By 1955, when Max Steiner composed this massive score, he was no longer on the permanent staff at Warner Brothers, where he had achieved so much since the mid-1930s, helping to fashion the art of film music with such masterpieces as The Charge of the Light Brigade, Now Voyager and Casablanca. Steiner nevertheless continued to work off and on at Warner’s on projects such as Battle Cry and the epic Helen of Troy.
The sheer industriousness of the composer is amply demonstrated by this two CD release, containing as it does the entire score for the original 3 hour 15 minute cut of the film. When the film was hacked back by almost an hour for its eventual release, a great deal of the score went with it. Luckily, Warner’s kept the original magnetic tracks and we therefore are able for the first time to hear Steiner’s original conception.
Despite its title, Battle Cry is concerned primarily with the amorous adventures of a group of US Marines who start out as raw recruits, are posted to New Zealand and then see action at Guadalcanal. As a result, there is a good deal of source music for scenes involving dates and assignations in the form of big band numbers playing from jukeboxes and more romantic stuff from pub pianists (of an improbably sophisticated kind).
As in many of his works, most notably Casablanca, Steiner also makes extensive use of pre-existing song tunes in his non-source underscoring. Here the song is ‘I’ll String Along With You’ by Dubin and Warren, written years before for the war for Dick Powell to croon to Ruby Keeler, which Steiner employs as a love motif for Andy and his New Zealand girlfriend Pat. The handsomely produced and informative booklet notes muse on the reason for the choice of song but I suspect that it fitted the bill because it was well known, permitted of a variety of different treatments and Warner Brothers owned the copyright in it.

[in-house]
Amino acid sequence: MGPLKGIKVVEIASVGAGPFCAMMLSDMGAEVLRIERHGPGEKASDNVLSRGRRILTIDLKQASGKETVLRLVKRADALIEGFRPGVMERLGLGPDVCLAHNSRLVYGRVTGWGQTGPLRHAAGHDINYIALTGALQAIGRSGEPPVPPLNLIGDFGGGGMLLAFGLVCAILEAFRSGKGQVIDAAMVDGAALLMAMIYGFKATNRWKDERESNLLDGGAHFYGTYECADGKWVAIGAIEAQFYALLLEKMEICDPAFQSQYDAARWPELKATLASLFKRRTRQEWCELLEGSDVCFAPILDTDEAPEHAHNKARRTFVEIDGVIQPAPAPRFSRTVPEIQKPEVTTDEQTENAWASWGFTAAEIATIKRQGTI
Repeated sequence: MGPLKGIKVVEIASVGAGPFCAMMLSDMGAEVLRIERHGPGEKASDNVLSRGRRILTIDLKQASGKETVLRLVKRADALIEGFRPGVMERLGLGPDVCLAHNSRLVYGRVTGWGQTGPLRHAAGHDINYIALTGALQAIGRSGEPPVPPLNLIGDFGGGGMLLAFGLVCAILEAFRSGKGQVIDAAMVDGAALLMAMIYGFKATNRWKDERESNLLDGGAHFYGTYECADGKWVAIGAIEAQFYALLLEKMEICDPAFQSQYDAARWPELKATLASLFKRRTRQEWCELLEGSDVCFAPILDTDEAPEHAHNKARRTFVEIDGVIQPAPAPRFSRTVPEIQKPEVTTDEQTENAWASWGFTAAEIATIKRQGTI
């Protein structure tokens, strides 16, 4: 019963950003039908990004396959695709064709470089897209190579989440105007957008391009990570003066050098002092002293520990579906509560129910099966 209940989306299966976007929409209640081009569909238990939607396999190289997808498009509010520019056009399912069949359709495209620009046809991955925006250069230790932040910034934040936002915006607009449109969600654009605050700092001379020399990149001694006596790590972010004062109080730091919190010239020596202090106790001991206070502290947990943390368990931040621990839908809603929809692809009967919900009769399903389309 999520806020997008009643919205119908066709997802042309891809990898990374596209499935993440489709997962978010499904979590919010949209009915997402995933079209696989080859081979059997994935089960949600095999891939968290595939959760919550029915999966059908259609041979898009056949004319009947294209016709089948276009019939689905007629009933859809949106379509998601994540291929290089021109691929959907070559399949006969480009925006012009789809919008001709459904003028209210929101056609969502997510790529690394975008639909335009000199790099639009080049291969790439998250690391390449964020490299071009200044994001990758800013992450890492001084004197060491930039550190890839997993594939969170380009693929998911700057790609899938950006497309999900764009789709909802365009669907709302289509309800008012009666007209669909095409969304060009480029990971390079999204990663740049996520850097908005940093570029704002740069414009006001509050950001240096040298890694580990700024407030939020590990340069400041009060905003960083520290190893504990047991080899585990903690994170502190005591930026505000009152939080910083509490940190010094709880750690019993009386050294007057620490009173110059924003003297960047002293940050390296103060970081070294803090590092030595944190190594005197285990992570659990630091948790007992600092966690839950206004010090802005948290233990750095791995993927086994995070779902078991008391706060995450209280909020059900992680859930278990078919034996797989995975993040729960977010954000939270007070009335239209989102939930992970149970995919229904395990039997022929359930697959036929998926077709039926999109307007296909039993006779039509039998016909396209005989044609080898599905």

The best wholly original cues on disc one are those depicting the delicate romance between a shy aspiring writer and a goodtime girl, carried on aboard a ferry. Steiner provides an effective lilting repeated figure in the strings which, unusually for him, has a slight Debussian quality to it.
Disc two contains much more original material, as romance is interrupted by action against the Japanese. In particular, ‘Beachhead’, an extended nine minute cue, represents Steiner at his best, building tension and effortlessly changing moods with the assistance of the fine Warner’s Orchestra and especially its principal ‘cellist.